Hypergeometric tests on annotations

The first approach to using annotations to extract biological information is the hypergeometric annotation test. This test measures the extend to which the annotation categories of features in a smaller gene list, 'A', are over or under-represented relative to those of the features in larger gene list 'B', of which 'A' is a sub-list. Gene list B is often the features of the full experiment, possibly with features which are thought to represent only noise, filtered away. Gene list A is a sub-experiment of the full experiment where most features have been filtered away and only those that seem of interest are kept. Typically gene list A will consist of a list of candidate differentially expressed genes. This could be the gene list obtained after carrying out a statistical analysis on the experiment, and keeping only features with FDR corrected p-values <0.05 and a fold change which is larger than 2 in absolute value. The hyper geometric test procedure implemented is similar to the unconditional GOstats test of [Falcon and Gentleman, 2007].

        Toolbox | Transcriptomics Analysis (Image expressionfolder)| Annotation Test | Hypergeometric Tests on Annotations (Image hypergeometric2)

This will show a dialog where you can select the two experiments - the larger experiment, e.g. the original experiment including the full list of features - and a sub-experiment (see how to create a sub-experiment in Creating sub-experiment from selection).

Click Next. This will display the dialog shown in figure 27.95.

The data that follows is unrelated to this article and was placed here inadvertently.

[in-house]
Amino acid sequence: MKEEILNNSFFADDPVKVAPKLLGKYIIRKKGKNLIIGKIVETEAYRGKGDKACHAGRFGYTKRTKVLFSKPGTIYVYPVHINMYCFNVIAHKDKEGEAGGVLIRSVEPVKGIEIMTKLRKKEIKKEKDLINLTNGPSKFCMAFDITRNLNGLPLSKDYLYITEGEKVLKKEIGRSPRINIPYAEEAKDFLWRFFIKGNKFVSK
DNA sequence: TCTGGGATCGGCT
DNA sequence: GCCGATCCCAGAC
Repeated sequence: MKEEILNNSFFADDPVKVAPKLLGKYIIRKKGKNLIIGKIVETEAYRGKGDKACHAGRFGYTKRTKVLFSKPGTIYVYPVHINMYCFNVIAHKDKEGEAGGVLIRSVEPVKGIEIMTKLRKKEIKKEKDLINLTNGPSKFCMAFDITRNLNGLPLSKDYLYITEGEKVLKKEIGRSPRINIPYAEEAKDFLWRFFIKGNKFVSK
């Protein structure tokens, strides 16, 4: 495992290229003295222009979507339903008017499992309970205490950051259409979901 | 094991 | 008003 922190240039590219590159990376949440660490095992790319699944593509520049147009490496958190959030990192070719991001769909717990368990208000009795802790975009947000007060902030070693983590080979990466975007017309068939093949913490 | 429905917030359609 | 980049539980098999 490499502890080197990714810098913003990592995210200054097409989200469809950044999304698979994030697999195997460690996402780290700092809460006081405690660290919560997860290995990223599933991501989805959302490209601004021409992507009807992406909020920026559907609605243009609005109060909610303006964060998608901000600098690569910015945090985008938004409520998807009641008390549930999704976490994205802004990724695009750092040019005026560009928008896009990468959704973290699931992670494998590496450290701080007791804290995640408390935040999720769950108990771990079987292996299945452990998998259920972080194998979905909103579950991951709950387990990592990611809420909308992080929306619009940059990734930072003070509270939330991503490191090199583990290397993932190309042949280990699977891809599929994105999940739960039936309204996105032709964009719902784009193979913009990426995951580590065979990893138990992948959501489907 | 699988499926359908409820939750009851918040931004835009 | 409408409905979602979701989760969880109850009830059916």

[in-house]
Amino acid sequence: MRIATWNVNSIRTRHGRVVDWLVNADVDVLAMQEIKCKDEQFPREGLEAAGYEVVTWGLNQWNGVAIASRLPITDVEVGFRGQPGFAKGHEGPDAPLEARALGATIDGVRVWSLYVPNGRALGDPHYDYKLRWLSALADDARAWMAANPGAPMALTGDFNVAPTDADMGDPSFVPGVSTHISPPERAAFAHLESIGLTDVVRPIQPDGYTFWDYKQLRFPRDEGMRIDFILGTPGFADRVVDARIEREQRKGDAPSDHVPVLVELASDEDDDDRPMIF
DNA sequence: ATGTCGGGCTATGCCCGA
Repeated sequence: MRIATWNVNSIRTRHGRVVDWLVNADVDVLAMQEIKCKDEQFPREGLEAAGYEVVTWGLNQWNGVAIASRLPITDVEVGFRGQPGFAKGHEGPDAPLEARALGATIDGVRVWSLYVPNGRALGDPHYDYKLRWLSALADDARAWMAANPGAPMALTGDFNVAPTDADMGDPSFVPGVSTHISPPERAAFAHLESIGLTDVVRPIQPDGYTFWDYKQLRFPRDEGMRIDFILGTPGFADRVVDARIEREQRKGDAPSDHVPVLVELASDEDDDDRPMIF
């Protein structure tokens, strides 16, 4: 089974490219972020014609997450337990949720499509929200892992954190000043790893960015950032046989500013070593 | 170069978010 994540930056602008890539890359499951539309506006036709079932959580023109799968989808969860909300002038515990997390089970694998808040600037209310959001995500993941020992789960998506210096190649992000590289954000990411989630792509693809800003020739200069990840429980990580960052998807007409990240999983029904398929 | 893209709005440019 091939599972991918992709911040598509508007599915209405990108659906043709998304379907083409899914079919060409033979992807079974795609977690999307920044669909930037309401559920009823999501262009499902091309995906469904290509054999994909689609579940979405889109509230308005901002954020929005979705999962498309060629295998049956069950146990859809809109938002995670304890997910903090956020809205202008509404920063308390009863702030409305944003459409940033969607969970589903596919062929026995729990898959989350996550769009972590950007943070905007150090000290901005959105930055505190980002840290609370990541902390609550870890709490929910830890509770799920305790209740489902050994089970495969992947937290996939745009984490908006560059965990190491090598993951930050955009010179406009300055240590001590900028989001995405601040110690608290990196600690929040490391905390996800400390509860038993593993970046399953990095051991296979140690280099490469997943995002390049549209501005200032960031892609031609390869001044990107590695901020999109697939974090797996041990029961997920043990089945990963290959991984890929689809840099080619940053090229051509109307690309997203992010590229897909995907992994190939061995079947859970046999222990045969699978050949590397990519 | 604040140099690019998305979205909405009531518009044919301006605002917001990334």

Image hypergeometric_step2
Figure 27.95: Parameters for performing a hypergeometric test on annotations

At the top, you select which annotation to use for testing. You can select from all the annotations available on the experiment, but it is of course only a few that are biologically relevant. Once you have selected an annotation, you will see the number of features carrying this annotation below.

Annotations are typically given at the gene level. Often a gene is represented by more than one feature in an experiment. If this is not taken into account it may lead to a biased result. The standard way to deal with this is to reduce the set of features considered, so that each gene is represented only once. In the next step, Remove duplicates, you can choose how you want this to be done:

First you specify which annotation you want to use as gene identifier. Once you have selected this, you will see the number of features carrying this annotation below. Next you specify which feature you want to keep for each gene. This may be either the feature with the highest inter-quartile range or the highest value.

At the bottom, you can select which values to analyze (see Selecting transformed and normalized values for analysis).

Click Next if you wish to adjust how to handle the results. If not, click Finish.